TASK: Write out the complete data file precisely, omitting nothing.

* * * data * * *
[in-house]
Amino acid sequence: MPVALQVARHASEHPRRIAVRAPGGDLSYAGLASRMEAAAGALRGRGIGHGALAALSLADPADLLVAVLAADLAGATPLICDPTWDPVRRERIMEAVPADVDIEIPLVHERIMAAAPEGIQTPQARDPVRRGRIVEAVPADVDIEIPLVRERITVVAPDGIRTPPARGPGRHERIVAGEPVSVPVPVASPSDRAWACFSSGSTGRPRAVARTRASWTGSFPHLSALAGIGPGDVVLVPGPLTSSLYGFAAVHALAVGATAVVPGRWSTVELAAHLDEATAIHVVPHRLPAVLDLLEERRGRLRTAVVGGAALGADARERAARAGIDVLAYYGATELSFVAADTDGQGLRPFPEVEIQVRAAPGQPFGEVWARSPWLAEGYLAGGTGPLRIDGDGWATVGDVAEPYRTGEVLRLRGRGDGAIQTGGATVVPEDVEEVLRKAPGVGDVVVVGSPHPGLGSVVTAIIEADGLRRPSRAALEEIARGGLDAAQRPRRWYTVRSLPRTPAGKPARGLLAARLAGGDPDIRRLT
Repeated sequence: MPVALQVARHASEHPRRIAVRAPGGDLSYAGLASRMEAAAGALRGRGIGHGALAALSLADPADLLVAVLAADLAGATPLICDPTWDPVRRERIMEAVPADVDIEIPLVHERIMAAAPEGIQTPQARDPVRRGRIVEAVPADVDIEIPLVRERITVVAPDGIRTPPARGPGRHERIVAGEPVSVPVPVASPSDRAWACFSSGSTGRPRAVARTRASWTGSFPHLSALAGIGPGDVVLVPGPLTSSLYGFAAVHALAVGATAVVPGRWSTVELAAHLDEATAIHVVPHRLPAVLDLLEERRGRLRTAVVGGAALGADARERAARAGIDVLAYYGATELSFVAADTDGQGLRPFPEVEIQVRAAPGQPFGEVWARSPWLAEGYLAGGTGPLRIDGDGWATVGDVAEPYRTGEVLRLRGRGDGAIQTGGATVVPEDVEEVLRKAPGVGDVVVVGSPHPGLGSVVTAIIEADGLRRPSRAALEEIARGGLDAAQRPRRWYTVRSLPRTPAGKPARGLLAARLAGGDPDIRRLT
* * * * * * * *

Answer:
[in-house]
Amino acid sequence: MPVALQVARHASEHPRRIAVRAPGGDLSYAGLASRMEAAAGALRGRGIGHGALAALSLADPADLLVAVLAADLAGATPLICDPTWDPVRRERIMEAVPADVDIEIPLVHERIMAAAPEGIQTPQARDPVRRGRIVEAVPADVDIEIPLVRERITVVAPDGIRTPPARGPGRHERIVAGEPVSVPVPVASPSDRAWACFSSGSTGRPRAVARTRASWTGSFPHLSALAGIGPGDVVLVPGPLTSSLYGFAAVHALAVGATAVVPGRWSTVELAAHLDEATAIHVVPHRLPAVLDLLEERRGRLRTAVVGGAALGADARERAARAGIDVLAYYGATELSFVAADTDGQGLRPFPEVEIQVRAAPGQPFGEVWARSPWLAEGYLAGGTGPLRIDGDGWATVGDVAEPYRTGEVLRLRGRGDGAIQTGGATVVPEDVEEVLRKAPGVGDVVVVGSPHPGLGSVVTAIIEADGLRRPSRAALEEIARGGLDAAQRPRRWYTVRSLPRTPAGKPARGLLAARLAGGDPDIRRLT
Repeated sequence: MPVALQVARHASEHPRRIAVRAPGGDLSYAGLASRMEAAAGALRGRGIGHGALAALSLADPADLLVAVLAADLAGATPLICDPTWDPVRRERIMEAVPADVDIEIPLVHERIMAAAPEGIQTPQARDPVRRGRIVEAVPADVDIEIPLVRERITVVAPDGIRTPPARGPGRHERIVAGEPVSVPVPVASPSDRAWACFSSGSTGRPRAVARTRASWTGSFPHLSALAGIGPGDVVLVPGPLTSSLYGFAAVHALAVGATAVVPGRWSTVELAAHLDEATAIHVVPHRLPAVLDLLEERRGRLRTAVVGGAALGADARERAARAGIDVLAYYGATELSFVAADTDGQGLRPFPEVEIQVRAAPGQPFGEVWARSPWLAEGYLAGGTGPLRIDGDGWATVGDVAEPYRTGEVLRLRGRGDGAIQTGGATVVPEDVEEVLRKAPGVGDVVVVGSPHPGLGSVVTAIIEADGLRRPSRAALEEIARGGLDAAQRPRRWYTVRSLPRTPAGKPARGLLAARLAGGDPDIRRLT